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How should general purpose glassware be cleaned?

I've just purchased a water distillation setup for my plant tissue culture project. I've got a copy of that excellent book Organic Chem Lab Survival Manual by Zubrick so I have an idea about clamps, setup etc.

But while the book mentions greasing, cleaning and storing pyrex glassware it doesn't actually tell you what products to use. Some of this glassware here looks pretty obscure and I need SD water to work with so I can't risk losing any of it ( I live away out in the bush... ) Can you help me with some guidelines on cleaning, greasing and storing lab glassware?
Allison Wiseman

For any piece of special apparatus, I'd ask the manufacturer for their recommendations. But here are some tips for general purpose laboratory glassware.

How to tell if glassware is clean. The glass should wet uniformly. If the meniscus pulls way from the side as the glassware drains, it isn't clean.

How to clean glassware. A bottle brush and ordinary lab detergent (trisodium phosphate or organic sulfonate based detergents work great). If you're doing phosphorus assays with the molybdenum blue method, it's better not to use a phosphate based detergent.

To clean silicone-based stopcock grease off the glassware, you should soak it in hot saturated NaOH in ethanol for about 15 minutes, and then rinse thoroughly with water.

How to really clean glassware. Sometimes detergent and elbow grease isn't enough, and you have to get mean. Take 20 g of ammonium peroxydisulfate (NH4)2S2O8, put it in a clean 4 L glass lidded vat (like a dessicator), and add 1 L of 98% sulfuric acid. A 15-30 minute soak in this stuff will eat anything- dirt, grease, organics, clothes, and you, too. Keep it under the hood and please, wear gloves and eye protection. You want it to contact only the inside surfaces of the glassware; it will attack pigments used for fiducial marks and gradations on burets and pipets. Let the solution gravity drain off the glassware, and then rinse it with copious amounts of water. The final rinse should be with distilled water.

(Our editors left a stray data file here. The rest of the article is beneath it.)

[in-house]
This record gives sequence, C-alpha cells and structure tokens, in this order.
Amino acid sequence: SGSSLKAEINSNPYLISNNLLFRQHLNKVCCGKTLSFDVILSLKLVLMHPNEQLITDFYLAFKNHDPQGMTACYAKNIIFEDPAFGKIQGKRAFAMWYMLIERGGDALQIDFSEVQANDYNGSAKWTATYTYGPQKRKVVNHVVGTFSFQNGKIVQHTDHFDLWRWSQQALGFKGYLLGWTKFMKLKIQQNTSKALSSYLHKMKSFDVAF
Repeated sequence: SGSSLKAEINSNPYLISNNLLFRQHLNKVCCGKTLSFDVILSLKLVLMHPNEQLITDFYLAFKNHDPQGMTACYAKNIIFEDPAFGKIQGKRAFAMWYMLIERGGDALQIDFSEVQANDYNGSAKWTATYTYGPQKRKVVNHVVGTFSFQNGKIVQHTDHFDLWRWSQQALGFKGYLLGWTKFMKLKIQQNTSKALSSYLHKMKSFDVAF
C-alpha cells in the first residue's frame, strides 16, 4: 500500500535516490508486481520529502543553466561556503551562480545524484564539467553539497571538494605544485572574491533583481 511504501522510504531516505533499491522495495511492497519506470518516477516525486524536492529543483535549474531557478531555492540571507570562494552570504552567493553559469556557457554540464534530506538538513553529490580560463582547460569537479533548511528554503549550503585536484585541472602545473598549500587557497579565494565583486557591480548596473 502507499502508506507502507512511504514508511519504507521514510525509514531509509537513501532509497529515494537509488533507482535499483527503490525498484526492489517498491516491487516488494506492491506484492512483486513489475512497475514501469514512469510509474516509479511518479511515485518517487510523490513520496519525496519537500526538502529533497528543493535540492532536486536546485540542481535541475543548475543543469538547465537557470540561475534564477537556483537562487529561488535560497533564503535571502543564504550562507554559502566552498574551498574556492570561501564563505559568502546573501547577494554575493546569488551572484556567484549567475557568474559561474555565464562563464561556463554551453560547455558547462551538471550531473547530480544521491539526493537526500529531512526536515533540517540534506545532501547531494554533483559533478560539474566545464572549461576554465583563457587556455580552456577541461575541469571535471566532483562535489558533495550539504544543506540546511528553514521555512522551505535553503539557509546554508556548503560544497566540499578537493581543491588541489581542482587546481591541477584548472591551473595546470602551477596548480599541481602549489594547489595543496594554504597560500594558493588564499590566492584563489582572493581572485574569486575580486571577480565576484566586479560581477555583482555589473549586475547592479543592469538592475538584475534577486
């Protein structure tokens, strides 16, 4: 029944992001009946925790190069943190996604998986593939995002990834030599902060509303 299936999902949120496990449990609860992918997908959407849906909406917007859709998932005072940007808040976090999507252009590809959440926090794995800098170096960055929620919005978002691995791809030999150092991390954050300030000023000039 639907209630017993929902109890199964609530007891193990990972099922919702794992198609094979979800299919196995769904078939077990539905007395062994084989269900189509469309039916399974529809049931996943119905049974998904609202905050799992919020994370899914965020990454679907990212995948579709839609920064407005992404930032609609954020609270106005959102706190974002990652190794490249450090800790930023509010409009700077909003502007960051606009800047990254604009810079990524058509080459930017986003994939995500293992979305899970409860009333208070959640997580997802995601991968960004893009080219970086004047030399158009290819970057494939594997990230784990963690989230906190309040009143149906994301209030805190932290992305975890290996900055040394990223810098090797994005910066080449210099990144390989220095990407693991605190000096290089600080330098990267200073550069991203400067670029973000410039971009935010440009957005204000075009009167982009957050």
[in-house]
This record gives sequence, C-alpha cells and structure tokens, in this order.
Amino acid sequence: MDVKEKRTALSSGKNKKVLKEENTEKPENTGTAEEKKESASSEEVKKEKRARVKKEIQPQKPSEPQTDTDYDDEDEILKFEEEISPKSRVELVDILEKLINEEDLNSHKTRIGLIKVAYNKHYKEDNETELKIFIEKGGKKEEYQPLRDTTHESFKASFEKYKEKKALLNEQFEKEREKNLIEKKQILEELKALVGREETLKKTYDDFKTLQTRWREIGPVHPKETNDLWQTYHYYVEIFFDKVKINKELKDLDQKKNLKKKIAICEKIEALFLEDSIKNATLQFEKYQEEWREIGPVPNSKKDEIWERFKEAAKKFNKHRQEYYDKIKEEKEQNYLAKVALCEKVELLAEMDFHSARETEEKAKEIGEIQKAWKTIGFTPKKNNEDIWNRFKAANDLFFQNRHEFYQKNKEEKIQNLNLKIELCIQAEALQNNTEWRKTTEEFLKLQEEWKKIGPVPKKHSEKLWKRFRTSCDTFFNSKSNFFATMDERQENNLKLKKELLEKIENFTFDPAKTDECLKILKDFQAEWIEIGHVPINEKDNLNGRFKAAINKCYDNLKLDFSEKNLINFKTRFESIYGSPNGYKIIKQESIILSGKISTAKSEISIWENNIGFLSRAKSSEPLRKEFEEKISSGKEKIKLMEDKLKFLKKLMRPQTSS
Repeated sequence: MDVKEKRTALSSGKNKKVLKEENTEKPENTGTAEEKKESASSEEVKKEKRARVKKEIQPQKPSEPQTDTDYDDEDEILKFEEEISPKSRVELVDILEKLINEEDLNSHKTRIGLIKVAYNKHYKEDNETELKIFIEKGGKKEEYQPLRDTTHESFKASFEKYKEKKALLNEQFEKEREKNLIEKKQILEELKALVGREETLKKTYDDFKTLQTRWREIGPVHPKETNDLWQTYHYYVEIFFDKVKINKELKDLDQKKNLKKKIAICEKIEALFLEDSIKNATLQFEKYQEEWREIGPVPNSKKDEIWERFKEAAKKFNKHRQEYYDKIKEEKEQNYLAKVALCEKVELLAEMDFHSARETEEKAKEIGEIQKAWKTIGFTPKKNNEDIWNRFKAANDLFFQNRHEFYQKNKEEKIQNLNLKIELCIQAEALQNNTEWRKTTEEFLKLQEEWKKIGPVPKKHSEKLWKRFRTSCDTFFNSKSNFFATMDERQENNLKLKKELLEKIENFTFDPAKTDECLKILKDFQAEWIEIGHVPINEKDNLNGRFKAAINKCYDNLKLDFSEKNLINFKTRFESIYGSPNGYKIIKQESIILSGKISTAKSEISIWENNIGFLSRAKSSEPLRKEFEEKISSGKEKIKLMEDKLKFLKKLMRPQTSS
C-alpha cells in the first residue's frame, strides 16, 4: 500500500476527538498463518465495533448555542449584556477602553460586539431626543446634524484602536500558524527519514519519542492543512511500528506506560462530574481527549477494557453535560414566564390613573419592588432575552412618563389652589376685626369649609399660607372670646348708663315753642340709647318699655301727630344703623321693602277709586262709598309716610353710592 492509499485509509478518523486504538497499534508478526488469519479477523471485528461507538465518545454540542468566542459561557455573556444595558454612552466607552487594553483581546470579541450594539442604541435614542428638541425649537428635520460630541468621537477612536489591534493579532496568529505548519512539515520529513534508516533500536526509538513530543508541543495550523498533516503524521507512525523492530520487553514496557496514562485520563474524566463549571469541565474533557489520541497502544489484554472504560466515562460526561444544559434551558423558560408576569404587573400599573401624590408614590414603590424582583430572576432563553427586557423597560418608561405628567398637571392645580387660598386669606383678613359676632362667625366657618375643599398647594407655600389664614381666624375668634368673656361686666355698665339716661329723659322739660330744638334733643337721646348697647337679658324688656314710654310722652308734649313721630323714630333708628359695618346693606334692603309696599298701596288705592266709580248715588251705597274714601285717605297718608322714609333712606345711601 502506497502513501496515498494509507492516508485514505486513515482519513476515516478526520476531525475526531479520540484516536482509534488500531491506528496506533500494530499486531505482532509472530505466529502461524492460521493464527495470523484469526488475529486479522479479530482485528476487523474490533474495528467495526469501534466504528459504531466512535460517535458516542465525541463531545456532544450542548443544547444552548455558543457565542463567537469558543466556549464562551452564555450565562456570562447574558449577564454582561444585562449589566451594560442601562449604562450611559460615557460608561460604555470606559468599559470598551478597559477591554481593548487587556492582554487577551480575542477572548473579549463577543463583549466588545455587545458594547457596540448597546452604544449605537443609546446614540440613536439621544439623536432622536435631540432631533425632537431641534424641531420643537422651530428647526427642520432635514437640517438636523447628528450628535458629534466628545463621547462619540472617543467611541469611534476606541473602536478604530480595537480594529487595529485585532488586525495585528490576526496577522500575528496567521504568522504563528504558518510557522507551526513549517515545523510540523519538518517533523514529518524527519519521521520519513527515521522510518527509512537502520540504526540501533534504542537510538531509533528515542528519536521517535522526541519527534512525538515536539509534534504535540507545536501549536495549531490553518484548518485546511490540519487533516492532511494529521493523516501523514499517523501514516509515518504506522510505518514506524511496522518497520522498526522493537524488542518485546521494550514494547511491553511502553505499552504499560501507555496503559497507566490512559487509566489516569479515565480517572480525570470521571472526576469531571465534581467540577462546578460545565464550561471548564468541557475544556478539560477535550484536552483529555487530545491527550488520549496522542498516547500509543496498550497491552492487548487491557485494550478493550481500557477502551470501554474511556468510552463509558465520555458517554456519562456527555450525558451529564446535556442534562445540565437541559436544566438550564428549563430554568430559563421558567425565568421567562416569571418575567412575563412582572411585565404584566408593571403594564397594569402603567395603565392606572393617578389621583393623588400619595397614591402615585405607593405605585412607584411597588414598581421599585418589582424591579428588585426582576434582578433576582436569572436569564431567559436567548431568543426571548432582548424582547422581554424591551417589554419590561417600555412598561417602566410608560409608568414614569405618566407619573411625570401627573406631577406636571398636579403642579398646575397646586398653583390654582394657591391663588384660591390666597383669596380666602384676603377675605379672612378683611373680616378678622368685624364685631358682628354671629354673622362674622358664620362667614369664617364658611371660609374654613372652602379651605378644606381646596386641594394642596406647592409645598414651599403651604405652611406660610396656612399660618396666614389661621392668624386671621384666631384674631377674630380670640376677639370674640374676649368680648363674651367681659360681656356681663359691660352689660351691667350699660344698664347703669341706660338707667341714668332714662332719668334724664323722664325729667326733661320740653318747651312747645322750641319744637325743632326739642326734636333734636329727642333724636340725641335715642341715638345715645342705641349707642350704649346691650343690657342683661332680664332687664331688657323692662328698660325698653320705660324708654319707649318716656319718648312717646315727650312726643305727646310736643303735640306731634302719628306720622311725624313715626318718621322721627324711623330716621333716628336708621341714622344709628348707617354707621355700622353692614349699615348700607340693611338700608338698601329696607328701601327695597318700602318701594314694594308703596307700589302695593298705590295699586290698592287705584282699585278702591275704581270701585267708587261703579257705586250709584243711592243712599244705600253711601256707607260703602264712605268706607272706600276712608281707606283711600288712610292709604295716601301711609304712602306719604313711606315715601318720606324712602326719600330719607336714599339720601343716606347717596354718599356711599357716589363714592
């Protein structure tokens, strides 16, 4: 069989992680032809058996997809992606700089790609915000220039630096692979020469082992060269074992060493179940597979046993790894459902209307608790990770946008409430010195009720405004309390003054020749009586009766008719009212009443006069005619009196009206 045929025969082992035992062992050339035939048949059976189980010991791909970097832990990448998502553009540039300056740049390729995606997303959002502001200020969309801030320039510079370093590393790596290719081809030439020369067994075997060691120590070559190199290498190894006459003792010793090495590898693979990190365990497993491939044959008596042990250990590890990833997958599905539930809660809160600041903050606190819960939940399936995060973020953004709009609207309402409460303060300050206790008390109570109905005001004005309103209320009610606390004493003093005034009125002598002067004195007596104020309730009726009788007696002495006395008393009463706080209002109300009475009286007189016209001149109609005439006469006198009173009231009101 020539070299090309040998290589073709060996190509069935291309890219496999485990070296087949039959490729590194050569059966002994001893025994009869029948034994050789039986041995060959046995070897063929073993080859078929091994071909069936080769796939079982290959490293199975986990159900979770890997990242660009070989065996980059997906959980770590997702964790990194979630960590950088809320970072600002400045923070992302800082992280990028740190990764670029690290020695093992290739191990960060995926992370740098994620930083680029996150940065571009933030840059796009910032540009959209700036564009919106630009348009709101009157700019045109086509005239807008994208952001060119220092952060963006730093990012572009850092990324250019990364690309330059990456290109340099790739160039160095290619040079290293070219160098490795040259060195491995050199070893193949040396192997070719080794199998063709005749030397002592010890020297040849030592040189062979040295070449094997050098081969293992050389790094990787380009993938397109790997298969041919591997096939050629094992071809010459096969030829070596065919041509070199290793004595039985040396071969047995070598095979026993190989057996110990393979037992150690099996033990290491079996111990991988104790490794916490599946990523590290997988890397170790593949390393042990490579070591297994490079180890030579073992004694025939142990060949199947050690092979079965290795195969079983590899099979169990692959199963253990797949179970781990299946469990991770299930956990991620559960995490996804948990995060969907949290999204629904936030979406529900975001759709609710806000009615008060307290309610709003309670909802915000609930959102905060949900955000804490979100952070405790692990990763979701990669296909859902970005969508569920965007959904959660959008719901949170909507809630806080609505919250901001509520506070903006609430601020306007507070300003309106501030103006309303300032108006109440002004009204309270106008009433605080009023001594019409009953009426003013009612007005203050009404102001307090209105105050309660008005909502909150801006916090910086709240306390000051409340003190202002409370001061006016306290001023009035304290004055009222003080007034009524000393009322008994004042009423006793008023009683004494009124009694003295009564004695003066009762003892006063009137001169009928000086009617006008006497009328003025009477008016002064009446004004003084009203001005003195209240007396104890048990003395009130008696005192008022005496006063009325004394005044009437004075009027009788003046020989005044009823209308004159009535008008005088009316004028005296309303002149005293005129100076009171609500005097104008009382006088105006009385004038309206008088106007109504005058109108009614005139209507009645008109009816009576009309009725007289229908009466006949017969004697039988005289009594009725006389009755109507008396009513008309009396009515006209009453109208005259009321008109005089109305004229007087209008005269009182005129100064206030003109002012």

Dry glassware before putting it into this stuff. Take apart your stopcocks and degrease them as outlined above, and please make sure the alcoholic NaOH is completely washed off before they come anywhere near the peroxydisulfate solution.

It does weaken over time. You'll have to add a few grams of peroxydisulfate every other week.

This sounds like the cleaning solution from hell, and it is; but it's not as bad as the chromic acid witch's brew chemists used to use, which was just as corrosive and also carcinogenic.

How to dry glassware. Let glassware gravity-drain once it's cleaned. A final rinse with distilled water is always recommended. Don't dry it with an air hose; that can spray microscopic droplets of grease and other gunk from the airline on your clean glass.

You don't need to dry the glassware if you've just cleaned it; just rinse it with the solution you want to fill it with a couple of times. Small rinses are more effective than large ones.

How to store glassware. It's best to just let glassware dry and store it in a closed cabinet so it won't get dusty. Some people fill burets with distilled water and put an inverted beaker on top and store them that way.

How to grease glassware. Use a silicone lubricant, like Dow Corning stopcock grease. Use as little grease as you possibly can; less is more.

You can find specific recommendations for many specialized pieces of glassware by following the "Glassware Gallery" link given below.

Web Resources

Glassware Gallery (Rob Toreki, University of Kentucky)
Want to know what a skull melter looks like? Wondering what exactly to do with your brand new ball mill? Find what you need at the Glassware Gallery, which includes drawings, descriptions, usage, and maintainence information of most common pieces of glassware and equipment found in synthetic inorganic and organic laboratories.
http://www.ilpi.com/inorganic/glassware/ (07/16/01)

Author: Fred Senese senese@antoine.frostburg.edu

General Chemistry Online! How should general purpose glassware be cleaned?

Copyright © 1997-2010 by Fred Senese
Comments & questions to fsenese@frostburg.edu
Last Revised 02/23/18.URL: http://antoine.frostburg.edu/chem/senese/101/safety/faq/cleaning-glassware.shtml